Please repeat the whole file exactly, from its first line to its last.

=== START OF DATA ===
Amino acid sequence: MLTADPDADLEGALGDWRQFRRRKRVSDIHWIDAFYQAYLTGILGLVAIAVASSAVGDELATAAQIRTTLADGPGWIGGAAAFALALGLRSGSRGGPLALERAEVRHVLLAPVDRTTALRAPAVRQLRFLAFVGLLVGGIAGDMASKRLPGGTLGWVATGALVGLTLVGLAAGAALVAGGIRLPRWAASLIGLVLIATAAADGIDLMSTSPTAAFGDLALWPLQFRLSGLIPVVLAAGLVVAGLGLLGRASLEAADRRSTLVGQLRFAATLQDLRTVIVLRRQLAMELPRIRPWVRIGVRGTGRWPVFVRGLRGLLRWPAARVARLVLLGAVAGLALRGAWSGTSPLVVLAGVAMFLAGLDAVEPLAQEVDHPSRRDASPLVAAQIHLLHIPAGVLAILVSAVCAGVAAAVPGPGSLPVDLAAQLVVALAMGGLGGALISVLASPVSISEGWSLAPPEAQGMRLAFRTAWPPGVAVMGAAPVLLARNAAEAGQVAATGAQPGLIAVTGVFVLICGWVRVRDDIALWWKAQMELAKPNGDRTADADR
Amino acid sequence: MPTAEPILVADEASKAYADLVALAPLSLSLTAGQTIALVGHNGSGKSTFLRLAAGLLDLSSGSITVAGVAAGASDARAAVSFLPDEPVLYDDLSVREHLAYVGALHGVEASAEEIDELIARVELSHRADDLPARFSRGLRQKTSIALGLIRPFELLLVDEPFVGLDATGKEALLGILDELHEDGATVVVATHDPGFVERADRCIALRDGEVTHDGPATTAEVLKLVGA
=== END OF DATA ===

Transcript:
Amino acid sequence: MLTADPDADLEGALGDWRQFRRRKRVSDIHWIDAFYQAYLTGILGLVAIAVASSAVGDELATAAQIRTTLADGPGWIGGAAAFALALGLRSGSRGGPLALERAEVRHVLLAPVDRTTALRAPAVRQLRFLAFVGLLVGGIAGDMASKRLPGGTLGWVATGALVGLTLVGLAAGAALVAGGIRLPRWAASLIGLVLIATAAADGIDLMSTSPTAAFGDLALWPLQFRLSGLIPVVLAAGLVVAGLGLLGRASLEAADRRSTLVGQLRFAATLQDLRTVIVLRRQLAMELPRIRPWVRIGVRGTGRWPVFVRGLRGLLRWPAARVARLVLLGAVAGLALRGAWSGTSPLVVLAGVAMFLAGLDAVEPLAQEVDHPSRRDASPLVAAQIHLLHIPAGVLAILVSAVCAGVAAAVPGPGSLPVDLAAQLVVALAMGGLGGALISVLASPVSISEGWSLAPPEAQGMRLAFRTAWPPGVAVMGAAPVLLARNAAEAGQVAATGAQPGLIAVTGVFVLICGWVRVRDDIALWWKAQMELAKPNGDRTADADR
Amino acid sequence: MPTAEPILVADEASKAYADLVALAPLSLSLTAGQTIALVGHNGSGKSTFLRLAAGLLDLSSGSITVAGVAAGASDARAAVSFLPDEPVLYDDLSVREHLAYVGALHGVEASAEEIDELIARVELSHRADDLPARFSRGLRQKTSIALGLIRPFELLLVDEPFVGLDATGKEALLGILDELHEDGATVVVATHDPGFVERADRCIALRDGEVTHDGPATTAEVLKLVGA